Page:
First Gig Worst Gig

Beth Vyse

Beth Vyse

If you were embarking on an epic search for one performer to sum up the rich hive of largely-untapped talent currently doing fascinating things on the British comedy scene, Beth Vyse would be a handy act to stumble upon early doors, so you could call it done and knock off home.

The RSC-schooled actor turned absurdist stand-up is a darn good representative of alternative comedy in the late 2010s: she makes shows that swoop skilfully between silly and inspired and often dig deep into hugely powerful topics, too.

You may well be aware of Vyse's show As Funny as Cancer, which explored her own illness in an impressively entertaining manner, which is no mean feat. Her latest, The Hand That Rocked the Cradle, takes a ludicrously stimulating look at the struggles of early parenting, with the aid of a real live baby. It debuted at last year's Edinburgh Fringe, and is now at The Vault Festival in London, this Saturday.

"I'll be playing Olive Hands, my alter ego, she's a daytime celebrity wannabe who will stop at nothing to be famous," Vyse explains, of the leopardskin-sporting warped Lorraine Kelly-alike. "I mean she'll even have a baby if it gets her more screen time. The show is ridiculous, obviously - it's me. But it also delves into larger themes."

It's Vyse in the 'hood: motherhood. But now, let's delve into her live archive.

Beth Vyse

First gig?

At the Albany, Great Portland Street, I was in a double act with Anna Morris. It was a sketch and character night, we'd emailed and asked for a slot, they said yes, sooo we were on! I think the night was called The Sketchy Collective, others on the bill were Holly Burn, Kerry Gilbert and Hayley Jayne Standing. I think there were 10 in audience. It was very, very, very scripted... a bit like a mini Chekhov. I hasten to say my style has changed - a lot. Ha!

Favourite show, ever?

I think it was when I was when I was touring As Funny as Cancer. We were in Huddersfield, it was freezing. Snowing I think, so I just assumed no one would come cause of the snow (I never check ticket sales). And it was packed - warm and friendly.

After the show - after my crowd surf - I used to thank everyone for coming, and I discovered a number of the audience had been through breast cancer and were all at various stages of treatment. They really needed a laugh (and a cry), we all stayed chatting after the show, sharing stories and experiences. Sometimes comedy is magic eh?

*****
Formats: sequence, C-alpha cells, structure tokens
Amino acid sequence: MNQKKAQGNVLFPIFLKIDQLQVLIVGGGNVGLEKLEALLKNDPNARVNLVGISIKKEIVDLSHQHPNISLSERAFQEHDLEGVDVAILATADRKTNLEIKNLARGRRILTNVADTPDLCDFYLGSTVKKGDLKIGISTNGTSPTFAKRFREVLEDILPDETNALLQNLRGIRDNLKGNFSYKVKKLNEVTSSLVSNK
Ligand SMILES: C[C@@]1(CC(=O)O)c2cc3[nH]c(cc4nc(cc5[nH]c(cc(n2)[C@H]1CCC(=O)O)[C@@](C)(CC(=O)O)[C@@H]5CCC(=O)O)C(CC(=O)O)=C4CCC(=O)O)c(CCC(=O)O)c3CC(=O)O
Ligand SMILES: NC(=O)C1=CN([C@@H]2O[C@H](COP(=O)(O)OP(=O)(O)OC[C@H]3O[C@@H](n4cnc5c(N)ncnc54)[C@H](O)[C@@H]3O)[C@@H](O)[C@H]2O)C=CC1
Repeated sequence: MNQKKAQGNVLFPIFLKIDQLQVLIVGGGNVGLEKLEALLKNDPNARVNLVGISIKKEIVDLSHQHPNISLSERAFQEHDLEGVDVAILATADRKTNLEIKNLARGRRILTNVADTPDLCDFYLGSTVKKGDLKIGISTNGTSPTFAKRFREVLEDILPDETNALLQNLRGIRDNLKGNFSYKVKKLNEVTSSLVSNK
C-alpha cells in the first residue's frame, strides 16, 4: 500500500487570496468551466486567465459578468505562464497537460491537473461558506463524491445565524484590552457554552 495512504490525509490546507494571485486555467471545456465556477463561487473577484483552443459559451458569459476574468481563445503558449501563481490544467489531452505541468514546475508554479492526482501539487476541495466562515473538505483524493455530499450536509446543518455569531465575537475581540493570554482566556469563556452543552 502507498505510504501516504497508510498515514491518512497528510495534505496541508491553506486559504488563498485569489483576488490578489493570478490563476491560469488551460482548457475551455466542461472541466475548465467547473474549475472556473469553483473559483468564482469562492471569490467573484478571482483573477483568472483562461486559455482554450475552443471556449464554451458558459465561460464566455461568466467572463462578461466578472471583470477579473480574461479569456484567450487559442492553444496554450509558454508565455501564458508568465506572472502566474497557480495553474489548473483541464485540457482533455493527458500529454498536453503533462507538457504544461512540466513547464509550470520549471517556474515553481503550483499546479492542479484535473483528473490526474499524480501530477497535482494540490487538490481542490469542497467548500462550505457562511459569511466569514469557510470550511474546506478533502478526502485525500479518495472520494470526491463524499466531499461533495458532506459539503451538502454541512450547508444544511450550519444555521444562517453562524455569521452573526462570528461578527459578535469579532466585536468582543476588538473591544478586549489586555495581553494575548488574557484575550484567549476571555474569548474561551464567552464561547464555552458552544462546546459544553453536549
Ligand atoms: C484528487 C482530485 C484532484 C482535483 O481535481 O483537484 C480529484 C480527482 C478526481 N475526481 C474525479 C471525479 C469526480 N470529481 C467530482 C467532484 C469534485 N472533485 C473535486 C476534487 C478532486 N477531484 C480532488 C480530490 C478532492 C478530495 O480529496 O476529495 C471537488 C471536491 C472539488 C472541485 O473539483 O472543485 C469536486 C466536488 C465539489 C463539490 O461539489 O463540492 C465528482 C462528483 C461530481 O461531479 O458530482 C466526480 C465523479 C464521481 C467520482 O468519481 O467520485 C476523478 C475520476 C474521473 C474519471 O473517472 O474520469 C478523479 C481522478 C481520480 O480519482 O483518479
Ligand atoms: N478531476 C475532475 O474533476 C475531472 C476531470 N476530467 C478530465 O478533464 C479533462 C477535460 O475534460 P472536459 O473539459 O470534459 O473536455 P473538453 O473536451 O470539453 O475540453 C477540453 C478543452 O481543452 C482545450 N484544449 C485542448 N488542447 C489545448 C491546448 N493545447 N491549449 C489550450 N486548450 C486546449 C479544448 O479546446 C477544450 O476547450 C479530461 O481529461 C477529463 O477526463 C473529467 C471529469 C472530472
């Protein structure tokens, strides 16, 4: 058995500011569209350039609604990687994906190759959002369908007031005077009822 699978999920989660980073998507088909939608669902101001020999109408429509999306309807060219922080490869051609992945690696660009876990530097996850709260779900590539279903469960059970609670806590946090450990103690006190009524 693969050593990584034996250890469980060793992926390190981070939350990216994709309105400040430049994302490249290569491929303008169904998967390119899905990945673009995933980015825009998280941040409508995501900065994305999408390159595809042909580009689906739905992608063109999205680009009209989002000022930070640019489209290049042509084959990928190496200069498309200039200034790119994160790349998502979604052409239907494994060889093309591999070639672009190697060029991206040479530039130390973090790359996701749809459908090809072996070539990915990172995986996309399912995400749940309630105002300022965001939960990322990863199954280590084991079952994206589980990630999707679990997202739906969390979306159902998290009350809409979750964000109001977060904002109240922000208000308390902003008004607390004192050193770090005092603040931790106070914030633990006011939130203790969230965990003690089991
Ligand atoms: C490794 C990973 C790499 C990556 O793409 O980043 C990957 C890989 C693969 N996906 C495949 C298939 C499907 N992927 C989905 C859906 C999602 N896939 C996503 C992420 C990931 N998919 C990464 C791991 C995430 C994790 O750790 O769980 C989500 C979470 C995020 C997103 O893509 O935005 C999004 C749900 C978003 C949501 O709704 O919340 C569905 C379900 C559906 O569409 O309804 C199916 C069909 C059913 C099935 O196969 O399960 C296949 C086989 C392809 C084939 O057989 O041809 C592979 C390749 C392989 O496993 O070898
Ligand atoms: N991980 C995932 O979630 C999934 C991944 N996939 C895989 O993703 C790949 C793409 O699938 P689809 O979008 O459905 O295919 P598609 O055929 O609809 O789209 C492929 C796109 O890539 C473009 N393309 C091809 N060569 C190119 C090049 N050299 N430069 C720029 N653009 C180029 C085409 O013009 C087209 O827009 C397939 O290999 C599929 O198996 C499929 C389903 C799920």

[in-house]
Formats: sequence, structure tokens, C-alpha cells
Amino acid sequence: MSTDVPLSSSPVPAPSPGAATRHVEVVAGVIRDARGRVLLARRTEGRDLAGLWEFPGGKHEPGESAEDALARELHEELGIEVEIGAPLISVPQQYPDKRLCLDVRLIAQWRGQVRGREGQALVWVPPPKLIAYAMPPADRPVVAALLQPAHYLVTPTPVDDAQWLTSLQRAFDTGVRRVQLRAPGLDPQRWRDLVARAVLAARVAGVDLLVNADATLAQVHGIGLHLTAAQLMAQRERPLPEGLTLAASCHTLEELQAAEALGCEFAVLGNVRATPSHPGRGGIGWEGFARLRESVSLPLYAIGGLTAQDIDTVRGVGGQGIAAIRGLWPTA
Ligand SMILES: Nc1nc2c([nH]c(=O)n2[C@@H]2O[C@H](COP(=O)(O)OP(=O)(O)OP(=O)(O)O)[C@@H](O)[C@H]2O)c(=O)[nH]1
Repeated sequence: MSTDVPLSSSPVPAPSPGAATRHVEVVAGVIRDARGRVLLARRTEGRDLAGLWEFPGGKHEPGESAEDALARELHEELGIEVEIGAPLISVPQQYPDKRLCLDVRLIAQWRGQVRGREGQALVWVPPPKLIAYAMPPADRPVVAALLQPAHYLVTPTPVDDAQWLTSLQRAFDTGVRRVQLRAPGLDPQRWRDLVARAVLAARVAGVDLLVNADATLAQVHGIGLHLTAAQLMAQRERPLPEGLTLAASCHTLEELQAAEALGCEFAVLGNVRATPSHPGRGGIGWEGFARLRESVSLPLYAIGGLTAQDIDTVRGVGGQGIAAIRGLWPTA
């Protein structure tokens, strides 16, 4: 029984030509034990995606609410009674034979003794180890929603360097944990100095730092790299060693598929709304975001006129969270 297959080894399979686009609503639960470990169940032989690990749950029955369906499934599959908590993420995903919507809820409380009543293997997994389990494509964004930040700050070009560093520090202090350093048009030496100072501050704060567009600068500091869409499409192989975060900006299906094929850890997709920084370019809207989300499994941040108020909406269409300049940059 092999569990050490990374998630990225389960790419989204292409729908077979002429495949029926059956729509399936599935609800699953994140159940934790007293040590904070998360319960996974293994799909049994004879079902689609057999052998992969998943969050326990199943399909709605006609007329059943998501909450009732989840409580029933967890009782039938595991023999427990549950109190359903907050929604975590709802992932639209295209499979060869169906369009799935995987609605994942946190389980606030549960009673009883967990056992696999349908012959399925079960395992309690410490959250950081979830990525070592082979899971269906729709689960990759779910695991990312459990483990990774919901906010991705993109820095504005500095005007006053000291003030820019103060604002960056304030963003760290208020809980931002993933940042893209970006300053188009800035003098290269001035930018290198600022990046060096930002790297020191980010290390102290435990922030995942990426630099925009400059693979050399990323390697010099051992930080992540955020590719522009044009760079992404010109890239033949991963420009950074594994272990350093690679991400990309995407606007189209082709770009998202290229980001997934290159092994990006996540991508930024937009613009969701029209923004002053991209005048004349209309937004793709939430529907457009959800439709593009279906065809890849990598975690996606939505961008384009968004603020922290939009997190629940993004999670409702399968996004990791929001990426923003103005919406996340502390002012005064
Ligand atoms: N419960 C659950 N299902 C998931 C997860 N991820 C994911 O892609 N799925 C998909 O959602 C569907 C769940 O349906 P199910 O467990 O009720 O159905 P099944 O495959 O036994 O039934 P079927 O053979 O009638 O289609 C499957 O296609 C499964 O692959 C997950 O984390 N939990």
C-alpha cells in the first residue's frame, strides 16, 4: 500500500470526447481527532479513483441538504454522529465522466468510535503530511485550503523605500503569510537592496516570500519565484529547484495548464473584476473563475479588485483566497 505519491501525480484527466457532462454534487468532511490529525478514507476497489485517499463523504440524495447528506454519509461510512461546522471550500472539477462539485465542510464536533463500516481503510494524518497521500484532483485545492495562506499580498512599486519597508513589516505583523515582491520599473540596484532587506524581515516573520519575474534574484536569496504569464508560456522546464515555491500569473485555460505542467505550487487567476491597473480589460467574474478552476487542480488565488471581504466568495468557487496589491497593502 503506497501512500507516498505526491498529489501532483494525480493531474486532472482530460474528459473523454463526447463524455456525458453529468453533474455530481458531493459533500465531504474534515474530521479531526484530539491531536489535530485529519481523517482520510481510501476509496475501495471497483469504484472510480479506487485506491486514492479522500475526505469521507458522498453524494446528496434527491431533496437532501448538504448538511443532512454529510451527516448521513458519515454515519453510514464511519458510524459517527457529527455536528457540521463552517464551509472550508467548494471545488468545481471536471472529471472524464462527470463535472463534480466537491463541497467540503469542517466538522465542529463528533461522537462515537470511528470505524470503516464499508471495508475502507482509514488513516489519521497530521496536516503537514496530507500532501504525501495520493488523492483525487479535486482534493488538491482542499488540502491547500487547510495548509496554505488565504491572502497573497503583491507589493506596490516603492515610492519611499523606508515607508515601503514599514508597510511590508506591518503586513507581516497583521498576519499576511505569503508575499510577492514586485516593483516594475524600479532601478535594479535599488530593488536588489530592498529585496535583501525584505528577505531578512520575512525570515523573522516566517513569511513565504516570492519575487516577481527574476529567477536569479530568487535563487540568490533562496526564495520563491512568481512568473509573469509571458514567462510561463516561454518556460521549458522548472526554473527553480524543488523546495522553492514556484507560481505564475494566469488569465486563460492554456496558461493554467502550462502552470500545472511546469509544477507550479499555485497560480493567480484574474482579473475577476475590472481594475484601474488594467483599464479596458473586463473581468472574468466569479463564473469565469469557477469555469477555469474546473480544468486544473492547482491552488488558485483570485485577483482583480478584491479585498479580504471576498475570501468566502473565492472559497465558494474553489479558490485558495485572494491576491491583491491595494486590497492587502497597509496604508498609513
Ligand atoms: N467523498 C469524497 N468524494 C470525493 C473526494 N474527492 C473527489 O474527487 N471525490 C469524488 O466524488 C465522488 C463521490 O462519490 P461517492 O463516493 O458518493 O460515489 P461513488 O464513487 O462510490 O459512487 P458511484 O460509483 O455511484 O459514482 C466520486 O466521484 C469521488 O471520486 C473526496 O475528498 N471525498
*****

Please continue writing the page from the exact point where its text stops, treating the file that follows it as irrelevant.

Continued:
(I'll stop being a wanker now, but you know what mean).

Worst gig?

ME have an horrendous gig? Ummmm... 'Nope never have. Never will.' Ha ha ha. People always go for a female, in a wig, who's a character, who's ridiculous, who doesn't mind talking about very personal things, whilst still in a wig and whilst wearing a foot as a penis. No, I stand by this, I've never had an horrendous gig! Wink.

What's the weirdest thing you've ever done onstage?

I don't do weird! Oh apart from that time when I when I played Arse Eye, a take on Bullseye, and had people throwing hands into a giant arse, with an audience member blindfolded onstage while Olive Hand's son Jazz Hands (Ali Brice) ran around dressed as a prostate. There was that.

Who's the most disagreeable person you've come across in the business?

Mr Promises and Mr Lies.

Is there one routine/gag you loved, that audiences inexplicably didn't?

I've been watching a lot of Netflix over the Christmas break and got obsessed, like I do, with Making a Murderer.

So me and my director Matt Peover decided one afternoon to make an Olive Hands version, Making a Marble Cake, and just put it out on the interweb. It's had a lot of views, but not many likes, ha ha ha ha, so I'm guessing the public hate it. Still it makes us laugh a lot.

Beth Vyse

You've turned serious life experiences into shows - would you recommend it to comics who've been through heavy stuff?

I think nowadays it's what the audience want to see, well that's what I have found after my experiences of doing personal shows, people are grateful, they want to get to understand the person in front of them, see their cracks and know they're human.

I think As Funny as Cancer was a one-off though - well I hope so, touch wood (like that makes any difference).

It was an experience which affected my life enormously, in ways which I hadn't realised, I didn't do a marathon after, or a sky dive, I decided to do what I do best with it and share that experience on stage. It was certainly the hardest thing I've ever done, but therefore, ultimately, the best.

I'd imagine that material might be quite hard to go back to afterwards?

I have gone back to Olive Hands now, I want to be stupid again, but this time it's all about the next chapter in my life, my son, another life-changing experience. So I haven't let go of the personal story, just developed it into something lighter and more stupid.

The most memorable review, heckle or post-gig reaction to your stuff?

"An extremely talented performer" - one star, Broadway Baby. Idiot.

How do you feel about where your career is at, right now?

Well I'm doing less gigs and writing more - did I mention I have a baby? Ha! - but when I'm out, I'm out OUT, right?

I have some exciting writing projects, directing projects and I'm starting work on my next show, sans baba this time. Edinburgh was hard work last year.

I am working with new comics, alongside Richard Gadd and John Kearns, on my Finding the Funny course, they are all wonderful and very unique performers. I've run the course twice before and the alumni have gone on to great, great things, Olga Koch with her Edinburgh Award nomination and Sam Lake winning the New Comedian of the Year competition.

Gosh... such exciting times we live in.

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